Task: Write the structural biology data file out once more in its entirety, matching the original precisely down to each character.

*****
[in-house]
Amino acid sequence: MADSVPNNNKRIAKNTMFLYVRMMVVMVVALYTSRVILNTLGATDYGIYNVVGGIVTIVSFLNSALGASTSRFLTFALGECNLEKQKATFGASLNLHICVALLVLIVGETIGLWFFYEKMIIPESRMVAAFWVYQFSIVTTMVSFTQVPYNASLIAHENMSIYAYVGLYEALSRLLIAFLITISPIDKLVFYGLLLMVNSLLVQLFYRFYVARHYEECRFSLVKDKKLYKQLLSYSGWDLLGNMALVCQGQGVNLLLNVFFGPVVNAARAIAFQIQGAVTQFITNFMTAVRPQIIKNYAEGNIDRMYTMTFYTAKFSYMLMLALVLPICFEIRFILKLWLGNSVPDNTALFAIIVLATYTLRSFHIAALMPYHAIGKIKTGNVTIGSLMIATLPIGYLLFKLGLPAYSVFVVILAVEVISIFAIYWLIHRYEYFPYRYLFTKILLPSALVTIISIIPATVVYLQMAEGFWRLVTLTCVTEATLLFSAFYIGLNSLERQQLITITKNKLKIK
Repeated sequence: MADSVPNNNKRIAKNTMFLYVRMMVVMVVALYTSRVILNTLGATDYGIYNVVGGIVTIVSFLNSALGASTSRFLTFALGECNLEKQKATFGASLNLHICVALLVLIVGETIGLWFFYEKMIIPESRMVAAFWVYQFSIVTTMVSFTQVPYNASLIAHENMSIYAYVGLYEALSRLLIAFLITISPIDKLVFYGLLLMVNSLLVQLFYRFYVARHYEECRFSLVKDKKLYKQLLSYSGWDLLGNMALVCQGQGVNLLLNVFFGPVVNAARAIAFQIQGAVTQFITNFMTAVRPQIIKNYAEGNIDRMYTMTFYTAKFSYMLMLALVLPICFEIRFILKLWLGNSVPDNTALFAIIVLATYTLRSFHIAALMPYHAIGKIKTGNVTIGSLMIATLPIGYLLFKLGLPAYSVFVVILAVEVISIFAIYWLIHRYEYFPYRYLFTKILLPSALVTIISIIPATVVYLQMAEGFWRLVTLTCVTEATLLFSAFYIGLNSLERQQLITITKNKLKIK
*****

[in-house]
Amino acid sequence: MADSVPNNNKRIAKNTMFLYVRMMVVMVVALYTSRVILNTLGATDYGIYNVVGGIVTIVSFLNSALGASTSRFLTFALGECNLEKQKATFGASLNLHICVALLVLIVGETIGLWFFYEKMIIPESRMVAAFWVYQFSIVTTMVSFTQVPYNASLIAHENMSIYAYVGLYEALSRLLIAFLITISPIDKLVFYGLLLMVNSLLVQLFYRFYVARHYEECRFSLVKDKKLYKQLLSYSGWDLLGNMALVCQGQGVNLLLNVFFGPVVNAARAIAFQIQGAVTQFITNFMTAVRPQIIKNYAEGNIDRMYTMTFYTAKFSYMLMLALVLPICFEIRFILKLWLGNSVPDNTALFAIIVLATYTLRSFHIAALMPYHAIGKIKTGNVTIGSLMIATLPIGYLLFKLGLPAYSVFVVILAVEVISIFAIYWLIHRYEYFPYRYLFTKILLPSALVTIISIIPATVVYLQMAEGFWRLVTLTCVTEATLLFSAFYIGLNSLERQQLITITKNKLKIK
Repeated sequence: MADSVPNNNKRIAKNTMFLYVRMMVVMVVALYTSRVILNTLGATDYGIYNVVGGIVTIVSFLNSALGASTSRFLTFALGECNLEKQKATFGASLNLHICVALLVLIVGETIGLWFFYEKMIIPESRMVAAFWVYQFSIVTTMVSFTQVPYNASLIAHENMSIYAYVGLYEALSRLLIAFLITISPIDKLVFYGLLLMVNSLLVQLFYRFYVARHYEECRFSLVKDKKLYKQLLSYSGWDLLGNMALVCQGQGVNLLLNVFFGPVVNAARAIAFQIQGAVTQFITNFMTAVRPQIIKNYAEGNIDRMYTMTFYTAKFSYMLMLALVLPICFEIRFILKLWLGNSVPDNTALFAIIVLATYTLRSFHIAALMPYHAIGKIKTGNVTIGSLMIATLPIGYLLFKLGLPAYSVFVVILAVEVISIFAIYWLIHRYEYFPYRYLFTKILLPSALVTIISIIPATVVYLQMAEGFWRLVTLTCVTEATLLFSAFYIGLNSLERQQLITITKNKLKIK